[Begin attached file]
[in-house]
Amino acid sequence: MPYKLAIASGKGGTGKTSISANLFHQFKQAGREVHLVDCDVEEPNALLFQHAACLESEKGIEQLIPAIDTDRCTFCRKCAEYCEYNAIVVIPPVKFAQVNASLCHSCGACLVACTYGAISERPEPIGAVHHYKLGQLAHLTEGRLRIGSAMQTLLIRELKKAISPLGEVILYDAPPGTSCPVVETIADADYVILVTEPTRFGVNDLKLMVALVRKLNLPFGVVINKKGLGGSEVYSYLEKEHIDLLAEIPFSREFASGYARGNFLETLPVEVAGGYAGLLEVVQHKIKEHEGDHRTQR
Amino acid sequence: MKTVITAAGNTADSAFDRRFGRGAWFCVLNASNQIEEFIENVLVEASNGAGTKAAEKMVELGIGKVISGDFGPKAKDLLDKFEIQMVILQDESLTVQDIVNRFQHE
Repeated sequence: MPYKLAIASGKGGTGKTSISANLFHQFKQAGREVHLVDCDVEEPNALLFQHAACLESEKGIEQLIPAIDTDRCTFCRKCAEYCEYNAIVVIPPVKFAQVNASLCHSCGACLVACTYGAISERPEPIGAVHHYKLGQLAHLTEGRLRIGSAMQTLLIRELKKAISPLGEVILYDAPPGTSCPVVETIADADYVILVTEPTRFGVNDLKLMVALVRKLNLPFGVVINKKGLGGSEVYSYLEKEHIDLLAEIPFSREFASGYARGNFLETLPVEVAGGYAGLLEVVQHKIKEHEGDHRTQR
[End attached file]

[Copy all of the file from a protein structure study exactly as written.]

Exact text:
[in-house]
Amino acid sequence: MPYKLAIASGKGGTGKTSISANLFHQFKQAGREVHLVDCDVEEPNALLFQHAACLESEKGIEQLIPAIDTDRCTFCRKCAEYCEYNAIVVIPPVKFAQVNASLCHSCGACLVACTYGAISERPEPIGAVHHYKLGQLAHLTEGRLRIGSAMQTLLIRELKKAISPLGEVILYDAPPGTSCPVVETIADADYVILVTEPTRFGVNDLKLMVALVRKLNLPFGVVINKKGLGGSEVYSYLEKEHIDLLAEIPFSREFASGYARGNFLETLPVEVAGGYAGLLEVVQHKIKEHEGDHRTQR
Amino acid sequence: MKTVITAAGNTADSAFDRRFGRGAWFCVLNASNQIEEFIENVLVEASNGAGTKAAEKMVELGIGKVISGDFGPKAKDLLDKFEIQMVILQDESLTVQDIVNRFQHE
Repeated sequence: MPYKLAIASGKGGTGKTSISANLFHQFKQAGREVHLVDCDVEEPNALLFQHAACLESEKGIEQLIPAIDTDRCTFCRKCAEYCEYNAIVVIPPVKFAQVNASLCHSCGACLVACTYGAISERPEPIGAVHHYKLGQLAHLTEGRLRIGSAMQTLLIRELKKAISPLGEVILYDAPPGTSCPVVETIADADYVILVTEPTRFGVNDLKLMVALVRKLNLPFGVVINKKGLGGSEVYSYLEKEHIDLLAEIPFSREFASGYARGNFLETLPVEVAGGYAGLLEVVQHKIKEHEGDHRTQR